2) Conventional Tillage Pros: Air permeability, soil water diffusivity and water distributions down the soil profile all could increase with intensity of tillage [27]. Ploughing operations such as ripping or subsoiling can be beneficial, either to increase soil porosity at least for a short time especially in compact soils, or to break a pan which is restricting surface detention and storage, infiltration and permeability, and root development [2,21]. By enhancing infiltration, ploughing can help to minimize runoff and consequently erosion. Puddling, ploughing the soil under water-saturated condition especially in paddy fields, enhances water retention mainly by reducing deep percolation. It is, perhaps, the only known form of conventional tillage that always enhances soil water retention irrespective of location. 

Cons: One of the major limitations of conventional tillage is the lack of sustainability in soils of low aggregate stability [2]. This author noted also that if the ploughing operation is not carried out at the appropriate soil moisture conditions, structural breakdown and smearing may occur and the system may not be effective. Intensive soil cultivation may increase the bulk density and unfavourably alter the pore size distribution [28]. Furthermore, the effects of conventional tillage on soil moisture could be crop-dependent. With puddling, there seems to be an intensity threshold beyond which there occurs a reduction in yield of the crops that succeed rice [29]. And this may be linked with the soil structure-destroying attribute of puddling. Other limitations to the widespread practice of conventional tillage include laboriousness (especially when hand-operated tools and implements such as hoes are used) and the inevitable disruption of the activity of some beneficial living components of the soil.

3) Mulch Pros: Mulch, by decreasing flow velocity, improves infiltration and hence controls erosion [2,21,30]. FAO [17] noted that both soil sorptivity and transmissivity increase with increasing mulch level and that crop-residue mulch helps to maintain the quality of water running off the agricultural land. All forms of mulch regulate the soil temperature [17,30,31]. The gravel mulch reduces both wind and water erosion and, if light-coloured, cools the soil. Mulch provides other special effects such as avoiding formation of hardpan, promoting soil aggregate formation, reducing soils’ scours and wind erosion, increasing soil organic matter content, promoting soil microbial activities, and decomposing to release plant nutrients [12,17]. Suppression of weeds by mulch prevents transpiration losses from those weeds. Increase in soil temperature associated with mulch in cold regions could hasten early plant germination, seedling growth and development. In the semi-arid tropics, mulch is also known to trap nutrient-rich, wind-borne dust and improve root growth [30]. Use of soil as mulch material (soil mulch) is characterized by low input and ease of operation [12]. All forms of mulch improve the quality of some fruits (e.g. tomato, eggplants, and pepper) by preventing contact with soil. Additional benefits of mulch include stabilization of loose soils, stoppage of desert encroachment, and reduction of build-up of soil salinity.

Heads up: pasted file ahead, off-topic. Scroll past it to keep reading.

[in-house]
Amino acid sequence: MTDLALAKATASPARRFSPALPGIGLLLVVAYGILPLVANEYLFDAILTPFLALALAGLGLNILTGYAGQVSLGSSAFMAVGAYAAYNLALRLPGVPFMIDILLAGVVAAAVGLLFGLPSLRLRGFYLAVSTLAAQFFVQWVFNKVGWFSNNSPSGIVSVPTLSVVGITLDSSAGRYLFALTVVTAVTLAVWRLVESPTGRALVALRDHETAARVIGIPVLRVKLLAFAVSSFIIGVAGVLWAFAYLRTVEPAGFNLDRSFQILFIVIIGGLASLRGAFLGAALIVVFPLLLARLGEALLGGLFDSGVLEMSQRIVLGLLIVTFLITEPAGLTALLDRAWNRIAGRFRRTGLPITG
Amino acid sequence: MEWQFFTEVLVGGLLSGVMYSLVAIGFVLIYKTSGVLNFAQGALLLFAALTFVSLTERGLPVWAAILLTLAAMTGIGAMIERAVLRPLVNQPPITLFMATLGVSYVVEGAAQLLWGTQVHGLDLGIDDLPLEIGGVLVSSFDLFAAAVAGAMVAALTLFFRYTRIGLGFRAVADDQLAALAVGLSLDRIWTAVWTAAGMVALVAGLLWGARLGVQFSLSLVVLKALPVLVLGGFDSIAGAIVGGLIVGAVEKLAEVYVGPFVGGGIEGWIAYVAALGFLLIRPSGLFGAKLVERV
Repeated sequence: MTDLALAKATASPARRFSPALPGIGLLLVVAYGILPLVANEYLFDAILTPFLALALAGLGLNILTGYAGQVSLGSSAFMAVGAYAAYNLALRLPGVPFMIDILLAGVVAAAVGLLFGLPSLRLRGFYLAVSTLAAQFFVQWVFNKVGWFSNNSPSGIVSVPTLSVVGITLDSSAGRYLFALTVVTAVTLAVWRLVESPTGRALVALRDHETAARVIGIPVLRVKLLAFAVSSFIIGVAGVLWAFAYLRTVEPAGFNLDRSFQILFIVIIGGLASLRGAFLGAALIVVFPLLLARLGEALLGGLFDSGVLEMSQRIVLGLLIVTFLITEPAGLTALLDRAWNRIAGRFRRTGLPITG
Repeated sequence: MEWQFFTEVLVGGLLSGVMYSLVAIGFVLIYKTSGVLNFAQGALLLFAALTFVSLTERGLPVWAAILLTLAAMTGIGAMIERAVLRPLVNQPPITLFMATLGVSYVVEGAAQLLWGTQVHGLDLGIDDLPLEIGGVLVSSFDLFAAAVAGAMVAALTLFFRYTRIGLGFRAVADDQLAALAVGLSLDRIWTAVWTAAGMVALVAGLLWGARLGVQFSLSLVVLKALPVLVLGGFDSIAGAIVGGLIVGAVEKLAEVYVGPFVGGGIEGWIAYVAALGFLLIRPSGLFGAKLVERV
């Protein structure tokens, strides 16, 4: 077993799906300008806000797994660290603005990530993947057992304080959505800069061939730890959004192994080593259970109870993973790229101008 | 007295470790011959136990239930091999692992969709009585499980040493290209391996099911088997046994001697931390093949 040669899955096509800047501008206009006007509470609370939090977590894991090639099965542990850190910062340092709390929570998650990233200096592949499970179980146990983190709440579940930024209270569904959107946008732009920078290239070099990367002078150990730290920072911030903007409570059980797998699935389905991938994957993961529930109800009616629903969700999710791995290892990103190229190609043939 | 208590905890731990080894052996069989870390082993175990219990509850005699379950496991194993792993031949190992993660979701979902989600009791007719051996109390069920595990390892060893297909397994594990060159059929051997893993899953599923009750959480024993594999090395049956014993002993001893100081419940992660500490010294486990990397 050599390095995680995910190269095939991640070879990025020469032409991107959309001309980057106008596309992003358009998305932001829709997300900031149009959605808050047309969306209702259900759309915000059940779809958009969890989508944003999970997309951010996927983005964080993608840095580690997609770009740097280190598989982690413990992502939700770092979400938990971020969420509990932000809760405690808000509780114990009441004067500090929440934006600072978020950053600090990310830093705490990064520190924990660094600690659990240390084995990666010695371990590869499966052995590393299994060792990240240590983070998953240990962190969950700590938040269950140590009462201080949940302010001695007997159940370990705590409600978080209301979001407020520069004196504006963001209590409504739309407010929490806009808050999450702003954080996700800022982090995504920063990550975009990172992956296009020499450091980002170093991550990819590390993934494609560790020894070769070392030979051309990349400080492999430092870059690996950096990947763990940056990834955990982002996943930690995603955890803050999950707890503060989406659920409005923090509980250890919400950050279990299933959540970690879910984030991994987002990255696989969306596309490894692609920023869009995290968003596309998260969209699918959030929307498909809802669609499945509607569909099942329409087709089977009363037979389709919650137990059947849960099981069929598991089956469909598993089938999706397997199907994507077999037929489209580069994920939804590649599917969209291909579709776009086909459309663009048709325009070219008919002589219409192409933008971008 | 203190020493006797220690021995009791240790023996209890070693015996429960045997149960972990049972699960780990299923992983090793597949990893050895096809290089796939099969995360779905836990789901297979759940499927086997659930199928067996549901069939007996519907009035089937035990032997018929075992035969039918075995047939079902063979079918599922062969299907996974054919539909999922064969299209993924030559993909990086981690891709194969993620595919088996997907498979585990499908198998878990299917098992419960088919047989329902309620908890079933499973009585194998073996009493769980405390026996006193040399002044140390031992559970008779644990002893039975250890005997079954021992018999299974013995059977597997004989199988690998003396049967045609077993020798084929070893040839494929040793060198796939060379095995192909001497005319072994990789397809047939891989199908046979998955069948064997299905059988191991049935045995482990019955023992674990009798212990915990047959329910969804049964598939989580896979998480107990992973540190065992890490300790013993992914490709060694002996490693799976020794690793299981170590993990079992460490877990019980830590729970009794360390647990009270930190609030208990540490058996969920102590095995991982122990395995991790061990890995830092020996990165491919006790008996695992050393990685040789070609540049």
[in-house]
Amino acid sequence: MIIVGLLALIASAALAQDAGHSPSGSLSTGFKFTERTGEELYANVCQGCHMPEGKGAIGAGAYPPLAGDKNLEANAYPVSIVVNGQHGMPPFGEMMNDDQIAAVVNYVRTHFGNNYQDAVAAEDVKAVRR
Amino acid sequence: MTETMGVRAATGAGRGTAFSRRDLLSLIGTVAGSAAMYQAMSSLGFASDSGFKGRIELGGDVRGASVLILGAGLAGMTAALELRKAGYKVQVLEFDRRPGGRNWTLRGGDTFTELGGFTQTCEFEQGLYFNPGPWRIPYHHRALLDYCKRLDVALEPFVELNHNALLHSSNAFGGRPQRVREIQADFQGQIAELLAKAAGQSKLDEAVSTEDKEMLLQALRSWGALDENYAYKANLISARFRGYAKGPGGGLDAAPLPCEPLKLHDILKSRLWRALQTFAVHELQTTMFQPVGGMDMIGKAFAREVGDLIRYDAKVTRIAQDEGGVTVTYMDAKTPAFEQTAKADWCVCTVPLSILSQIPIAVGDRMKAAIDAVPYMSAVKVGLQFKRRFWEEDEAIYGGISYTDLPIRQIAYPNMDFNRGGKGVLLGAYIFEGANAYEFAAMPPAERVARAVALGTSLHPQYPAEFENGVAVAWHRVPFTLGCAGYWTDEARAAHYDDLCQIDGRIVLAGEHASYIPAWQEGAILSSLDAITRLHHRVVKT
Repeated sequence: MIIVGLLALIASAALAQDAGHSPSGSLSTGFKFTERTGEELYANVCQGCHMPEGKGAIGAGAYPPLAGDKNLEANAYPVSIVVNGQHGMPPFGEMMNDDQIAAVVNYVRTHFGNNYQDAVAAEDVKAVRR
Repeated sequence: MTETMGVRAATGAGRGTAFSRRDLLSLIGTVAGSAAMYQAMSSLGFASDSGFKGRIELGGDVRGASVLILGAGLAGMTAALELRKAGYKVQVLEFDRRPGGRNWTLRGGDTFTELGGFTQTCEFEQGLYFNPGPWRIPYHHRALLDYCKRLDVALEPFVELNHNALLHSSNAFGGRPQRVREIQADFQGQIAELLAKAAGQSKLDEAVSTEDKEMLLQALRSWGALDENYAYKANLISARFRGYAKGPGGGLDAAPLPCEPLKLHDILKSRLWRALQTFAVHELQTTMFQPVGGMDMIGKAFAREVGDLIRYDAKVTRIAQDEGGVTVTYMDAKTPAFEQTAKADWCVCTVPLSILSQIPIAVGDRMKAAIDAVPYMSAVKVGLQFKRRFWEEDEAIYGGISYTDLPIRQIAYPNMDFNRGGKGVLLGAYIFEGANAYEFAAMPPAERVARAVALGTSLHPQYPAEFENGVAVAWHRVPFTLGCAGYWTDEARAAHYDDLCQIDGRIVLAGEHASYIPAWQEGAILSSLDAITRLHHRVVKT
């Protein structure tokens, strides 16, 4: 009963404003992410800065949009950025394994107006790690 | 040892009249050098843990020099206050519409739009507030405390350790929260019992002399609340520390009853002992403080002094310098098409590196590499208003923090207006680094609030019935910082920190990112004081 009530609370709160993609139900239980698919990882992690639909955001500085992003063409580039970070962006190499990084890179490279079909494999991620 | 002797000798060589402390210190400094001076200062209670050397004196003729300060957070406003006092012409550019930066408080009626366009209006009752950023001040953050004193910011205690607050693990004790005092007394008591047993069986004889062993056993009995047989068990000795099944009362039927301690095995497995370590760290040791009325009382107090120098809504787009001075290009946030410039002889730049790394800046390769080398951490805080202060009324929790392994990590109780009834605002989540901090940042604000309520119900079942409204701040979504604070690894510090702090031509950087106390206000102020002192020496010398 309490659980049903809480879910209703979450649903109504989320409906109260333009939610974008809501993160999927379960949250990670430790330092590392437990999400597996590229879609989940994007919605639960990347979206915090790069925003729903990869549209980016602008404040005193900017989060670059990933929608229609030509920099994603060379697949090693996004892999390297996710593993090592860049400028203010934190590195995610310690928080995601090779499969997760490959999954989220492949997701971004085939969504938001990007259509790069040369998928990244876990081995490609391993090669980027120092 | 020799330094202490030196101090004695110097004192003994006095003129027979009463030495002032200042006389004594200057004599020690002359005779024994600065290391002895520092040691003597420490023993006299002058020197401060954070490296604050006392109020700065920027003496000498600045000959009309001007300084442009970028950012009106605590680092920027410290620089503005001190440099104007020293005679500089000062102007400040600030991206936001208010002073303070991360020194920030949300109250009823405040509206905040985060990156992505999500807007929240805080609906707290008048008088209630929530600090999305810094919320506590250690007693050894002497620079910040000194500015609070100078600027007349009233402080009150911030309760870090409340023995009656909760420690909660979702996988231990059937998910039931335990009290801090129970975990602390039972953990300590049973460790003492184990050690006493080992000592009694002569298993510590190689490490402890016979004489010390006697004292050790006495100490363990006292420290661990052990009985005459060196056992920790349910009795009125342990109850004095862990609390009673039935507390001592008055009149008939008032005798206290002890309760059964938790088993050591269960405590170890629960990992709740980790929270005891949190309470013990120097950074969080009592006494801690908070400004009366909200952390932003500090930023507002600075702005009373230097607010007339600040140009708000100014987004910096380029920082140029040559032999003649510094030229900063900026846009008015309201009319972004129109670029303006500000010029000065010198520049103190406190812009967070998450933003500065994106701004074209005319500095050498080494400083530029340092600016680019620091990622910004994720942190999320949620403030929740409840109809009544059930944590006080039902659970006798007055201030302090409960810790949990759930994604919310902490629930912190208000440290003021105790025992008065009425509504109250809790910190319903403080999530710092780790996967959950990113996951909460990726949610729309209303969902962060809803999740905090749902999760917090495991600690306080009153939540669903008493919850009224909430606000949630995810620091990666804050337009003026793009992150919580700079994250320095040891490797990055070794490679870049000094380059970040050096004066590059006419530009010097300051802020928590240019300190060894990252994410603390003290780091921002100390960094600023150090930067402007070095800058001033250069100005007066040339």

Cons: FAO [21] outlined the following possible limitations of mulch: 1) mismatch between the amount of crop residue required and the amount available from low-level production; 2) problems of pest, disease, or nitrogen lock-up; 3) lack of implements which can plant or drill through the mulch; and 4) liability of organic mulch to rapid oxidation by high temperatures. FAO [17] noted that transporting mulch for large-scale cropping could be economically prohibitive. Others limitations of mulch include [16]: 1) use of organic mulch as livestock feed and as building materials during the long dry season; 2) high cost and general unavailability of contoured plastic mulch in most of West Africa; 3) ineffectuality at the end of the growing season since conserved water rapidly drains through the soil profile during the dry season; 4) tendency to be potentially more beneficial in the semi-arid and arid regions than in the humid and sub-humid regions.

4.2.2. Mechanical Conservation

1) Terracing Pros: Terracing is a very effective way of controlling runoff and water erosion. Bench terracing, the best type, is particularly useful in this regard on slopes of between 12 and 35% but sometimes on steeper slopes say 40% [2, 8]. Bench terracing permits the cultivation of lands that are too steep for crop production, which otherwise would not be possible [8]. The level bench terrace is ideal for areas with low rainfall and for practicing irrigation in areas with rough terrain [10, 21]. Similarly, graded channel terraces are suitable under situations of heavy rain on shallow soils with limited storage capacity [21].